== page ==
Map Kibera: How Grassroots Mapping Projects are Empowering Slums in Nairobi

Map Kibera
Using digital tools, young people in Nairobi have put their own local communities on the map - quite literally.

Ten years ago, Kibera, Nairobi's largest slum, was just a blank spot on the map. But that's all changed: ever since young local residents created the first ever free and open digital map of their community.

Author Jasmina Schmidt:

Translation Jasmina Schmidt, 09.09.19

Need to find out the quickest way to get from A to B? The use of smartphone map apps has become a part of everyday life for many of us. But we often forget that those maps were drawn up by people who decided what to include and what to leave out. The result is that remote, hard-to-reach areas or places that aren’t deemed “worthwhile” for the manufacturers of those apps are often only partially illustrated, or left out completely. The same is true for areas that are experiencing rapid growth.

In many African cities in particular, the number of inhabitants is constantly increasing. In Kenya, for example, the urban growth rate in 2018 was four percent, far higher than the average population growth when looking at East African country as a whole. Nairobi, the capital of Kenya, had about 3.1 million inhabitants in the last census in 2009, and today it’s probably more than 3.5 million. According to the organisation Kibera UK, Nairobi’s population is incredibly concentrated, with over 60 percent of Nairobi’s citizens living on only a tiny six percent of the land area. It is estimated that about 2.5 million people live in about 200 informal settlements that are considered slums. These areas are very often left out of official maps, or only provisionally included with very little information.

For a long time, Kibera, Nairobi’s largest slum, was nothing but a blank space on the map. Until the Map Kibera project was launched in 2009. As part of Map Kibera, young community members were trained to use GPS devices to collect data, computers to edit and upload the map information, and how to do more complex cartography and work with GIS applications. This involves more than just roads. Mapping an area doesn’t just mean drawing out general features such as roads and building of course, but also highlighting and locating important areas such as health clinics, water points and markets. Because the focus of Map Kibera is on public information, their surveying also includes not just locations but also information – like listing the hours of operation and the services offered by local chemists, etc. This can be a great help for other projects that deal with infrastructure or health care, for example. By accessing the map, each individual project doesn’t have to collect its own data, which is very time-consuming and cost-intensive. Those resources can then be used directly in the respective project instead.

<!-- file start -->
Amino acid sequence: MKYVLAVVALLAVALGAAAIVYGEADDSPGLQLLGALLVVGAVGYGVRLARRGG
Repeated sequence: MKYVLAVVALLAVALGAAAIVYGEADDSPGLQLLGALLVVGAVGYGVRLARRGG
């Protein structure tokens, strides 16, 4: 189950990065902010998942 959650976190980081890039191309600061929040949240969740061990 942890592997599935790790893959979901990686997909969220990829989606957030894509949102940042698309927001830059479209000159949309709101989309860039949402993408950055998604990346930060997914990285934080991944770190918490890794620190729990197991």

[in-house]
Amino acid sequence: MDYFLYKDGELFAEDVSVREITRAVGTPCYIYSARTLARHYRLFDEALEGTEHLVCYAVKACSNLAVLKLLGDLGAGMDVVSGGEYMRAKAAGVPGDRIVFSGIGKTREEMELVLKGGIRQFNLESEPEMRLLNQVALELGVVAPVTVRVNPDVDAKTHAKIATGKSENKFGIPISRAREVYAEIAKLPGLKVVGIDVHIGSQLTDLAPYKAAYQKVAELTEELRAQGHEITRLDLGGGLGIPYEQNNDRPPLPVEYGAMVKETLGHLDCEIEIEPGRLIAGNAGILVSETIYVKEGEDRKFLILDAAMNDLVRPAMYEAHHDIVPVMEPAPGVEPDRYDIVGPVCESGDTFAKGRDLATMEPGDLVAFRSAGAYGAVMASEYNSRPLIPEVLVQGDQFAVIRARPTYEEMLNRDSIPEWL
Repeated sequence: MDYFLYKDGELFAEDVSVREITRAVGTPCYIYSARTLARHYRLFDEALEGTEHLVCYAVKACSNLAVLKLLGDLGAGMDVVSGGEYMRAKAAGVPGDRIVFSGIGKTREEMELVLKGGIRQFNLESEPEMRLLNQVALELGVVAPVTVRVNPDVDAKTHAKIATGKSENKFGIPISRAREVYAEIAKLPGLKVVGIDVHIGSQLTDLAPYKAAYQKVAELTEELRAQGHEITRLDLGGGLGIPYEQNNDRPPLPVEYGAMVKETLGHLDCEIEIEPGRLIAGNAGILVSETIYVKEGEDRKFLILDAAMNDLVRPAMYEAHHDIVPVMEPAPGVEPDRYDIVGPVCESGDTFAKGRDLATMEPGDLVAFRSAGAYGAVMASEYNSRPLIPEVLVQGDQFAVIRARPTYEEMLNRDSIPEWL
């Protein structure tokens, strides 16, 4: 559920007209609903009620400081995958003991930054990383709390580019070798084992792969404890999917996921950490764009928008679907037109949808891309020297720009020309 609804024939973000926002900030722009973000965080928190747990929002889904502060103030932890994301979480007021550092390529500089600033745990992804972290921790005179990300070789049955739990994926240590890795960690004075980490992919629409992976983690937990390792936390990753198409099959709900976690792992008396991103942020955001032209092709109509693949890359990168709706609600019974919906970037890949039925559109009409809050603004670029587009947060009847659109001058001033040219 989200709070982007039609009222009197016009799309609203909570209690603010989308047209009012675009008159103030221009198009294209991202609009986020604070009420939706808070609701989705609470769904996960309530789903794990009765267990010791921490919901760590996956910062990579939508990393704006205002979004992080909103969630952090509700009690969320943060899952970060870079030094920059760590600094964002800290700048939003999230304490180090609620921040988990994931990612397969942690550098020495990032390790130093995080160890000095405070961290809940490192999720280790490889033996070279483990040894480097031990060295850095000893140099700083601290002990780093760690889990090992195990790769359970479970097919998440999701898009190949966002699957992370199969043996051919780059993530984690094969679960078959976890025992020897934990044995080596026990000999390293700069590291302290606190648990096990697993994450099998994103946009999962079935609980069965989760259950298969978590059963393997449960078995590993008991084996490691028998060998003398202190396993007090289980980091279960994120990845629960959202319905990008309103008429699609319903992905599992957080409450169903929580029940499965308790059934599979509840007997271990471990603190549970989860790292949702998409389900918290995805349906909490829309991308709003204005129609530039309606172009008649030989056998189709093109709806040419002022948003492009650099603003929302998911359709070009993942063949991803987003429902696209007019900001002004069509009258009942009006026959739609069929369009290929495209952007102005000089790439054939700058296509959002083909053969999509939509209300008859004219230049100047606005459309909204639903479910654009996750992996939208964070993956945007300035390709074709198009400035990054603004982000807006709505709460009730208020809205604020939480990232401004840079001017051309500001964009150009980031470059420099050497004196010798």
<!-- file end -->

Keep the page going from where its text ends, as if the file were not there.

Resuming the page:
Working with OpenStreetMap, the Map Kibera Trust was able to turn a marginalised, unmapped settlement into an increasingly visible community. Following the success in Kibera, the Map Kibera Trust has since replicated its model in the Mathare and Mukuru slums of Nairobi.

© Map Kibera

The Map Kibera project is celebrating its tenth anniversary this year, and it’s seen some interesting developments over the past decade, morphing from a mapping initiative into a citizen information and media project that uses not just mapping but also SMS, blogging and video. The tools Map Kibera use are symbolically called “Voice of Kibera” and “Voice of Mathare”, because they are all about amplifying the voice of the community and reporting on issues affecting them. Alongside blogging on WordPress sites, they are also using Ushahidi platforms to give a voice to the inhabitants of marginalised communities. Ushahidi is a technology company that works to reduce the technical and technological barriers to entry for all marginalised communities who are looking to make their voices heard. Working for the Voice platforms is a team of reporters that is located in each slum, who update the sites with new articles, reports and photos. SMS integration is used with the Ushahidi sites so that local residents and reporters can text in news for the editorial team to review and post. The focus is on local news and the “untold stories” of the Nairobi slums, presenting the local perspective online. This is especially important for areas where there are few or no formal media outlets and where coverage of the area in the mainstream press is lacking. In this way, problems can be brought into the public eye in a more official and direct way.

Map Kibera is a great example of how digital story-telling, new media and open data and have been successfully harnessed to increase the visibility of marginalised communities and with it, grant them greater influence and power over their own futures.

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